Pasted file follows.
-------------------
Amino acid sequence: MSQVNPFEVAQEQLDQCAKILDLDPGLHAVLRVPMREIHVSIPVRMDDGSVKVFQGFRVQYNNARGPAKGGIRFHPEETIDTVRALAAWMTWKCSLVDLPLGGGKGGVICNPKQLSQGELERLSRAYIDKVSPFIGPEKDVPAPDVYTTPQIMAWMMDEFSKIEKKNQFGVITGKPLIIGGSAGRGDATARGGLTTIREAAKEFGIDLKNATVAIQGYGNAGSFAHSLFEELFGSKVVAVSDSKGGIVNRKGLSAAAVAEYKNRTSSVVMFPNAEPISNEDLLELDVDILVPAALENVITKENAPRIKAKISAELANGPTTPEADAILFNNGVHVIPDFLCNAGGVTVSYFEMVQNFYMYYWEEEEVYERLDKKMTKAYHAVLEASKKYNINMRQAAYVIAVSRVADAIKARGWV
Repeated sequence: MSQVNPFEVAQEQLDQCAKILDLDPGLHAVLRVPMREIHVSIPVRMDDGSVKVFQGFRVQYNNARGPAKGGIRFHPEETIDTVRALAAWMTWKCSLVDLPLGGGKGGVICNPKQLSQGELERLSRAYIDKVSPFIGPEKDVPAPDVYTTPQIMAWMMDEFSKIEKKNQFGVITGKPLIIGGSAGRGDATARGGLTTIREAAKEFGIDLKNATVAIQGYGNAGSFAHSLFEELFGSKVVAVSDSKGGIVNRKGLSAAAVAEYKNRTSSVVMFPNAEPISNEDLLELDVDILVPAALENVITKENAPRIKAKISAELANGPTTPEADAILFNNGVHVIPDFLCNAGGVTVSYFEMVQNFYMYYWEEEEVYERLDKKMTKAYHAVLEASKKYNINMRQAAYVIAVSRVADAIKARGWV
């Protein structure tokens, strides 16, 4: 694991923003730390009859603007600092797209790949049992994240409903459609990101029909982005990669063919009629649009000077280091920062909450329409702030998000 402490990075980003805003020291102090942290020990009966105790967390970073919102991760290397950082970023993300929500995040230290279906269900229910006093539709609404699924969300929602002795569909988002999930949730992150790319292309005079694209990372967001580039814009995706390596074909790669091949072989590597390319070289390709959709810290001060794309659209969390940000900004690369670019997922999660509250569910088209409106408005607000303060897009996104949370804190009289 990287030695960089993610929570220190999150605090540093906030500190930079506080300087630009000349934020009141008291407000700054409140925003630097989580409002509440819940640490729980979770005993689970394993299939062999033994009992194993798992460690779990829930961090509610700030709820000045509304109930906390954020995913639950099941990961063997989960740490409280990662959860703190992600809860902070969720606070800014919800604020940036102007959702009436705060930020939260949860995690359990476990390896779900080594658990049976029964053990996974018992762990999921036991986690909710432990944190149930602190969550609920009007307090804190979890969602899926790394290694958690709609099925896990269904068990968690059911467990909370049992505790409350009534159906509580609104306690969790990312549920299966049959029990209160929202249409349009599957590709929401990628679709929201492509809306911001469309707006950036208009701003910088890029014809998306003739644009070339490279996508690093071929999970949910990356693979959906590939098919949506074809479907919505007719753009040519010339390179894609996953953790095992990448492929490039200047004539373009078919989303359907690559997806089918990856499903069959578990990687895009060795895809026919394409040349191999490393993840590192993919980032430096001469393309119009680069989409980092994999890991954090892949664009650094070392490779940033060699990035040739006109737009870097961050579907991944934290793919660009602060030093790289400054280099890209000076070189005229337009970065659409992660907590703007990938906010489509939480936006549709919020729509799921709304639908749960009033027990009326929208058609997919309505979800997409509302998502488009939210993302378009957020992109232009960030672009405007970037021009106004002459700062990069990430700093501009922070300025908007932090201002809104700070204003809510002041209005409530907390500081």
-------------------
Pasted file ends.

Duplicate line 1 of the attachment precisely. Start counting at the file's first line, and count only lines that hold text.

Amino acid sequence: MSQVNPFEVAQEQLDQCAKILDLDPGLHAVLRVPMREIHVSIPVRMDDGSVKVFQGFRVQYNNARGPAKGGIRFHPEETIDTVRALAAWMTWKCSLVDLPLGGGKGGVICNPKQLSQGELERLSRAYIDKVSPFIGPEKDVPAPDVYTTPQIMAWMMDEFSKIEKKNQFGVITGKPLIIGGSAGRGDATARGGLTTIREAAKEFGIDLKNATVAIQGYGNAGSFAHSLFEELFGSKVVAVSDSKGGIVNRKGLSAAAVAEYKNRTSSVVMFPNAEPISNEDLLELDVDILVPAALENVITKENAPRIKAKISAELANGPTTPEADAILFNNGVHVIPDFLCNAGGVTVSYFEMVQNFYMYYWEEEEVYERLDKKMTKAYHAVLEASKKYNINMRQAAYVIAVSRVADAIKARGWV